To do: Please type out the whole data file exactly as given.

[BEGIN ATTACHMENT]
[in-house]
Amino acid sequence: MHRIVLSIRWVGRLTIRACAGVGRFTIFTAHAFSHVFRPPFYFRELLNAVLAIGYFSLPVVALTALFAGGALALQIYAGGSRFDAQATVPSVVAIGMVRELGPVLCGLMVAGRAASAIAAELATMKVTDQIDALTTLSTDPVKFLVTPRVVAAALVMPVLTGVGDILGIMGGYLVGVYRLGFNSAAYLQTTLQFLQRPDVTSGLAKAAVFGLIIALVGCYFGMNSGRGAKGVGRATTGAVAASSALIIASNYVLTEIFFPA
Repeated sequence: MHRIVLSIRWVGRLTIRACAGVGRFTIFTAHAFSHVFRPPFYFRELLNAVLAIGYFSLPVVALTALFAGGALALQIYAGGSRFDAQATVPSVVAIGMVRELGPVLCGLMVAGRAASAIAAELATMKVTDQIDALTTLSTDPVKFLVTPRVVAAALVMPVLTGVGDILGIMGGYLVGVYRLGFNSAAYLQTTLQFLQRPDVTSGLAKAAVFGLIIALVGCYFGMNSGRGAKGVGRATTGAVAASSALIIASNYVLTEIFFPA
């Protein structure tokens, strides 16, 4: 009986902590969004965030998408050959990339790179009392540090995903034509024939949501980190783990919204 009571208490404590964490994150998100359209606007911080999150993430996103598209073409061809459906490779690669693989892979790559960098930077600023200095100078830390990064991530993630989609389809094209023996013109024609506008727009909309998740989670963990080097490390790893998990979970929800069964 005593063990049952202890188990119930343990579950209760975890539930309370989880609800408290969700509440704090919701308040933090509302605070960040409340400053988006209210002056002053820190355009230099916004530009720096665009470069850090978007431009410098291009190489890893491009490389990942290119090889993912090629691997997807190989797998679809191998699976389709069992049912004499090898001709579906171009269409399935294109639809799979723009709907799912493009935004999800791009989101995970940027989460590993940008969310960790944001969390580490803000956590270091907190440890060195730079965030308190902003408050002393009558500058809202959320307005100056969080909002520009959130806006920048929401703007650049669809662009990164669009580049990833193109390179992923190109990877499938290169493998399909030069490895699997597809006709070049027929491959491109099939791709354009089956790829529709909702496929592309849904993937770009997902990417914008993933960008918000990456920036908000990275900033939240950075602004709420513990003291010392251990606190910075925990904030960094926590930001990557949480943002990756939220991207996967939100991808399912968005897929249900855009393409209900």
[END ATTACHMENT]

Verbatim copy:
[in-house]
Amino acid sequence: MHRIVLSIRWVGRLTIRACAGVGRFTIFTAHAFSHVFRPPFYFRELLNAVLAIGYFSLPVVALTALFAGGALALQIYAGGSRFDAQATVPSVVAIGMVRELGPVLCGLMVAGRAASAIAAELATMKVTDQIDALTTLSTDPVKFLVTPRVVAAALVMPVLTGVGDILGIMGGYLVGVYRLGFNSAAYLQTTLQFLQRPDVTSGLAKAAVFGLIIALVGCYFGMNSGRGAKGVGRATTGAVAASSALIIASNYVLTEIFFPA
Repeated sequence: MHRIVLSIRWVGRLTIRACAGVGRFTIFTAHAFSHVFRPPFYFRELLNAVLAIGYFSLPVVALTALFAGGALALQIYAGGSRFDAQATVPSVVAIGMVRELGPVLCGLMVAGRAASAIAAELATMKVTDQIDALTTLSTDPVKFLVTPRVVAAALVMPVLTGVGDILGIMGGYLVGVYRLGFNSAAYLQTTLQFLQRPDVTSGLAKAAVFGLIIALVGCYFGMNSGRGAKGVGRATTGAVAASSALIIASNYVLTEIFFPA
């Protein structure tokens, strides 16, 4: 009986902590969004965030998408050959990339790179009392540090995903034509024939949501980190783990919204 009571208490404590964490994150998100359209606007911080999150993430996103598209073409061809459906490779690669693989892979790559960098930077600023200095100078830390990064991530993630989609389809094209023996013109024609506008727009909309998740989670963990080097490390790893998990979970929800069964 005593063990049952202890188990119930343990579950209760975890539930309370989880609800408290969700509440704090919701308040933090509302605070960040409340400053988006209210002056002053820190355009230099916004530009720096665009470069850090978007431009410098291009190489890893491009490389990942290119090889993912090629691997997807190989797998679809191998699976389709069992049912004499090898001709579906171009269409399935294109639809799979723009709907799912493009935004999800791009989101995970940027989460590993940008969310960790944001969390580490803000956590270091907190440890060195730079965030308190902003408050002393009558500058809202959320307005100056969080909002520009959130806006920048929401703007650049669809662009990164669009580049990833193109390179992923190109990877499938290169493998399909030069490895699997597809006709070049027929491959491109099939791709354009089956790829529709909702496929592309849904993937770009997902990417914008993933960008918000990456920036908000990275900033939240950075602004709420513990003291010392251990606190910075925990904030960094926590930001990557949480943002990756939220991207996967939100991808399912968005897929249900855009393409209900």